xxx  xxx   xxx

"With all my shortcomings: A) Arrested on September 14, 1994; b) My wife had just arrived from USA on September 27, 1994, [and] immediately filed an Annulment of Marriage; and C) My house has been demolished on October 2, 1994 . . . I pleaded guilty of said crime.

"I am now on probation hoping that I’d be given a second chance."
Based on the foregoing facts, Judge Valerio M. Salazar, Executive Judge of RTC-Iligan City, to whom this case was referred for investigation, report and recommendation, recommends that in view of respondent’s probation, a penalty short of dismissal be meted out against respondent "to provide him with the incentive and the will to rehabilitate himself and apply his time to his work as a judicial employee."[1]

This case involves a conviction of a crime involving moral turpitude as a ground for disciplinary action under the Civil Service Law.[2] Under the rules of the Civil Service Commission, conviction of a crime involving moral turpitude is considered a grave offense punishable, upon first commission, by dismissal.[3] As this Court has held, it alone suffices as a ground for the dismissal of a civil service employee.[4]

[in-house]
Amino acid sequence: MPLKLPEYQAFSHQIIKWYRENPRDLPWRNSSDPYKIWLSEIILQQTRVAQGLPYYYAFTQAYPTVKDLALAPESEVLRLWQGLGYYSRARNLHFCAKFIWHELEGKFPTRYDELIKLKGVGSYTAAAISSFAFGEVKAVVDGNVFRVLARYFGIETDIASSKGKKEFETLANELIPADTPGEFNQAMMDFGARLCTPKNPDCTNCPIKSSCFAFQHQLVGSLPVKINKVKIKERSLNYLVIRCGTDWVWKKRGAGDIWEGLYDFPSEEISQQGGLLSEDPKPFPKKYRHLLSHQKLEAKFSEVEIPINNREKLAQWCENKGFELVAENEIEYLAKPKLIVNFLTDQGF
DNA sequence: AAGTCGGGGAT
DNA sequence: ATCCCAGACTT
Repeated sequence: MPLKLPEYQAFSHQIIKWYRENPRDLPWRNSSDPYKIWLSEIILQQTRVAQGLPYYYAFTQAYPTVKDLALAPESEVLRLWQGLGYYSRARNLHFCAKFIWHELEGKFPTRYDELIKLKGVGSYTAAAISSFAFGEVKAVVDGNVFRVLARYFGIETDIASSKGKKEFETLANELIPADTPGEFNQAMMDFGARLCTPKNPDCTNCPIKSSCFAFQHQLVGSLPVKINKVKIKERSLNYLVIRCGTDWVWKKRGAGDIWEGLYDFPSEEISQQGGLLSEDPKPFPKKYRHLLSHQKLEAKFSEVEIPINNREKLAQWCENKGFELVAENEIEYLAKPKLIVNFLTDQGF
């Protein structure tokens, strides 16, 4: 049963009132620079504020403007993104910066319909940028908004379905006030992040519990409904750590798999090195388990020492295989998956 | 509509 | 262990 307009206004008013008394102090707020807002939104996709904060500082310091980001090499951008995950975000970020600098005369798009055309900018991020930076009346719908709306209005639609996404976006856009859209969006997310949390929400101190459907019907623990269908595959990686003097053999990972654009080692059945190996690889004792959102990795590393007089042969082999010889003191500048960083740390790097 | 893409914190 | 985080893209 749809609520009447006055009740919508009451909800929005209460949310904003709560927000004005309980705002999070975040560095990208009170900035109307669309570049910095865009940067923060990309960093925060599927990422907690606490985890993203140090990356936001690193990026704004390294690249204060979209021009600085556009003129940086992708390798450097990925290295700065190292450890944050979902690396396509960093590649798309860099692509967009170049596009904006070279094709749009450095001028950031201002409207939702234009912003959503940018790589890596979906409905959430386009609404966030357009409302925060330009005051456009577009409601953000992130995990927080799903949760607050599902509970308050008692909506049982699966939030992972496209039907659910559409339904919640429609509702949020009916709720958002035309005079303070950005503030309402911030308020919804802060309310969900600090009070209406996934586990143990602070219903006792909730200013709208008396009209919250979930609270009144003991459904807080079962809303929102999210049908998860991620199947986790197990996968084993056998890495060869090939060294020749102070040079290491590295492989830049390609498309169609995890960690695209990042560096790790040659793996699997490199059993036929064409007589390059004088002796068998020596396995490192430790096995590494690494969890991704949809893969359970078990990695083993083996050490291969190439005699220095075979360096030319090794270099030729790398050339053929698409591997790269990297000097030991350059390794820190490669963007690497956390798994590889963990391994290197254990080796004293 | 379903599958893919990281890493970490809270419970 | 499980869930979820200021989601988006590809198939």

Drug-pushing, as a crime, has been variously condemned as"an especially vicious crime,"[5] "one of the most pernicious evils that has ever crept into our society."[6] For those who become addicted to it "not only slide into the ranks of the living dead, what is worse, they become a grave menace to the safety of law-abiding members of society,"[7] while "peddlers of drugs are actually agents of destruction. They deserve no less than the maximum penalty [of death]."[8]

There is no doubt that drug-pushing is a crime which involves moral turpitude and implies "every thing which is done contrary to justice, honesty, modesty or good morals"[9] including "acts of baseness, vileness, or depravity in the private and social duties which a man owes to his fellowmen or to society in general, contrary to the accepted rule of right and duty between man and man."[10] Indeed nothing is more depraved than for anyone to be a merchant of death by selling prohibited drugs, an act which, as this Court said in one case,[11]